• State has a shield law to protect abortion providers from investigations by other states; may cover • patients and support organizations.

• New Jersey does not have any of the major types of abortion restrictions — such as waiting periods, mandated parental involvement or limitations on publicly funded abortions — often found in other states.

• According to a February 2023 Monmouth University poll, “twice as many citizens in New Jersey identify themselves as ‘pro-choice’” — 6 in 10 — than in a similar poll 10 years ago: 62% pro-choice compared to 29% who currently call themselves “pro-life.”

Those are astonishing statistics!

Abortion is not simply a political or legislative issue, although it has certainly become that. It is, rather and more importantly, a fundamental moral issue, one of the most pre-eminent moral issues of our lifetime.

“The threat of abortion remains our preeminent priority because it directly attacks life itself, because it takes place within the sanctuary of the family, and because of the number of lives destroyed (USCCB, “Forming Consciences for Faithful Citizenship,” 2020). Acceptance of and support for abortion, whether “in all cases” or subject to some conditions, reveals what human life really means to so many of our fellow New Jersey citizens. “Thou shall not kill” remains one of the Ten Commandments. The “self-evident” truth and “unalienable” right to life proclaimed by our national Declaration of Independence is not so evident and not so unalienable here.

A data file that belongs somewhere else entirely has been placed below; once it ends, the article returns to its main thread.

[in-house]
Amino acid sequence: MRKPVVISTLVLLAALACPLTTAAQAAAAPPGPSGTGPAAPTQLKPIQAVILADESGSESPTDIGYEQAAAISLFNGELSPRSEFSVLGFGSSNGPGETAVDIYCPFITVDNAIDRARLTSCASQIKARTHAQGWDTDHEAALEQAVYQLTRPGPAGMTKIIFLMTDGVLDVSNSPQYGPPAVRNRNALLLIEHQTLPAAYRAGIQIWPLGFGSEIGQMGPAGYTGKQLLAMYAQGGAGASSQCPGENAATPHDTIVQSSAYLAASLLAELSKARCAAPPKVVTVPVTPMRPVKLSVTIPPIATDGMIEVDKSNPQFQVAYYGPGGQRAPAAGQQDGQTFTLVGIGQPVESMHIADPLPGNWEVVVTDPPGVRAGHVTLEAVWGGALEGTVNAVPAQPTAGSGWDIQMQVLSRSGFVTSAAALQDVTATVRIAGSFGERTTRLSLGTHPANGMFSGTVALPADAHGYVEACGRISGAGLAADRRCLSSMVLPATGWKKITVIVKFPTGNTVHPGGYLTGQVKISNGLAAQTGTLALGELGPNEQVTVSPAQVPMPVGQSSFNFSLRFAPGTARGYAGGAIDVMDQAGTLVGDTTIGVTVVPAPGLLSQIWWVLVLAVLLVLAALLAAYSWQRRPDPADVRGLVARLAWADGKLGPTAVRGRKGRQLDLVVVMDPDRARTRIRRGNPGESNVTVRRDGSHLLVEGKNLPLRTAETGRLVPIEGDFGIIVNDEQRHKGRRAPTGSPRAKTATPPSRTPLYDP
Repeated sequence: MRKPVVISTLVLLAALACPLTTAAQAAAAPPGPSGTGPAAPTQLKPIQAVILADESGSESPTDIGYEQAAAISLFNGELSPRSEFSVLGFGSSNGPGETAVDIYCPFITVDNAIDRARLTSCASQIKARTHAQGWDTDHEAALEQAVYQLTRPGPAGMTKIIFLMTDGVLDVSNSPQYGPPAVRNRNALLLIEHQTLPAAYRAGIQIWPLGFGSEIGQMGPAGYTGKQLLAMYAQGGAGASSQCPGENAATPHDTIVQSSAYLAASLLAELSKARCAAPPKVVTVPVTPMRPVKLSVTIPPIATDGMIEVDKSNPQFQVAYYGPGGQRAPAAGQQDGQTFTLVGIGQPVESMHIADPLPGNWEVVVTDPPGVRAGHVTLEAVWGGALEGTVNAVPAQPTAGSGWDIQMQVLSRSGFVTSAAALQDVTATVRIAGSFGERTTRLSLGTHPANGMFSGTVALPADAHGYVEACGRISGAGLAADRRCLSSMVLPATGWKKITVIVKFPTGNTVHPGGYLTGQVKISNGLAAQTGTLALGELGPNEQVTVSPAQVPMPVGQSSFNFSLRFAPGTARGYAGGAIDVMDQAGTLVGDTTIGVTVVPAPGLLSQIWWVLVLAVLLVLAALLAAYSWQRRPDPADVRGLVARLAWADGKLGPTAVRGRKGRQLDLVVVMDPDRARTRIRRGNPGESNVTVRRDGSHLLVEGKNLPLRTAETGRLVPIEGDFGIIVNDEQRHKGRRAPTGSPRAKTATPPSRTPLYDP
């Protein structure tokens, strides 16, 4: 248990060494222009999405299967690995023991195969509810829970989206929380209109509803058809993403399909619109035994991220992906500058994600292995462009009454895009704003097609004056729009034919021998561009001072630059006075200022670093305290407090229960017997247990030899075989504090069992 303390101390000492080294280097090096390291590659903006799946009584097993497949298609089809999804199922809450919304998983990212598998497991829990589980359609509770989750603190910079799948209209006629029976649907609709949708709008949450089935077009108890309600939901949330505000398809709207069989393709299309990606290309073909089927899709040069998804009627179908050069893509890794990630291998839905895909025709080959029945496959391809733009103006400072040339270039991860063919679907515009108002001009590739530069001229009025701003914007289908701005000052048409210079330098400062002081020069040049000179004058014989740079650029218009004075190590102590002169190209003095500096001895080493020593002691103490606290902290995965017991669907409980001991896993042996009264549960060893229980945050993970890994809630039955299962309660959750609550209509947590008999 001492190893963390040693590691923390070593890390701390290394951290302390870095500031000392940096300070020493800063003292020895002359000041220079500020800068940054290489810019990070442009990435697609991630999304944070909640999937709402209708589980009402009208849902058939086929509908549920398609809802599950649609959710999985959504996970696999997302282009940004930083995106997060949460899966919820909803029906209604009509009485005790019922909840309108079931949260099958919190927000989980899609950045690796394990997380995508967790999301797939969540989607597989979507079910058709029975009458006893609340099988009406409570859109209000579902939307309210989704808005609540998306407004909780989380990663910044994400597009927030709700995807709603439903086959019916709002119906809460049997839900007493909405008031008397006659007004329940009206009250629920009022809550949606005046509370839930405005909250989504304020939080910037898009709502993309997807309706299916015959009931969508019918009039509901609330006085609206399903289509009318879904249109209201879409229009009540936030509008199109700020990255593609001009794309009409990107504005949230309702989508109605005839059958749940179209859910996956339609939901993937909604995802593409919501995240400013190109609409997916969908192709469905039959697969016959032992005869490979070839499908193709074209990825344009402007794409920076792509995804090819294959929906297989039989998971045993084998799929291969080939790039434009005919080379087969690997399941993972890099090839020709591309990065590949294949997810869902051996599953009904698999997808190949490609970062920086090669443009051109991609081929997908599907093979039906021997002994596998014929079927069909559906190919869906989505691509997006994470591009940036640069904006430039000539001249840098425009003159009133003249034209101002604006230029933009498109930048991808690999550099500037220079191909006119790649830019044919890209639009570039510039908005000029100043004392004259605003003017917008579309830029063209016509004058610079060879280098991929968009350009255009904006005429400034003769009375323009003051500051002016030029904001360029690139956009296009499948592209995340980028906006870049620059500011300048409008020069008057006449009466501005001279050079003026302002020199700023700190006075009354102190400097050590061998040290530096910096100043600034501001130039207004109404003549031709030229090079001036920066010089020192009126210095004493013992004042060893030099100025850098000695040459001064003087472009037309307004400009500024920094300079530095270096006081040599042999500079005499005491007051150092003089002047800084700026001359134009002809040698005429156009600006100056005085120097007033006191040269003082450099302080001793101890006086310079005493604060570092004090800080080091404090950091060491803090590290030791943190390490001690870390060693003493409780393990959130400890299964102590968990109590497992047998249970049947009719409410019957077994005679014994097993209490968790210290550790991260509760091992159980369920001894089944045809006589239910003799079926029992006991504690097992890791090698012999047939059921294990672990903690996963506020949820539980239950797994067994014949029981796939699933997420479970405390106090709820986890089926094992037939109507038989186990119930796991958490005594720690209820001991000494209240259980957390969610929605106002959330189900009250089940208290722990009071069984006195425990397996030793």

USCCB poster

 I am not a politician or a civil legislator. I am a bishop and a man of faith. The phrase “endowed by their Creator” in reference to the truths and rights upon which our country was founded are the words that speak most profoundly to me in that historic Declaration. I always liked the words and conviction of President Kennedy in his famous Inaugural Address 185 years later: “The rights of man come not from the generosity of the state but from the hand of God.”

Abortion slaps the hand of the Creator who, alone, gave us the right to life and all other rights that flow from it. We owe our protection of and respect for life to the God who created us, not to the state. And our lives will return to him in his good time not ours.

The United States Conference of Catholic Bishops first established Respect Life Sunday in 1972 — the year before the fateful Roe v. Wade decision was handed down by the United States Supreme Court —dedicating the entire month of October but especially its first Sunday to upholding the sacredness and dignity of human life in all its stages. In the “post-Roe era,” that designation continues to call for the renewal of the commitment of all Catholics and people of good will to pray and work, with all the means at their disposal, for the elimination of abortion wherever it exists and all other threats to human life, direct and indirect.  Pope Francis has urged: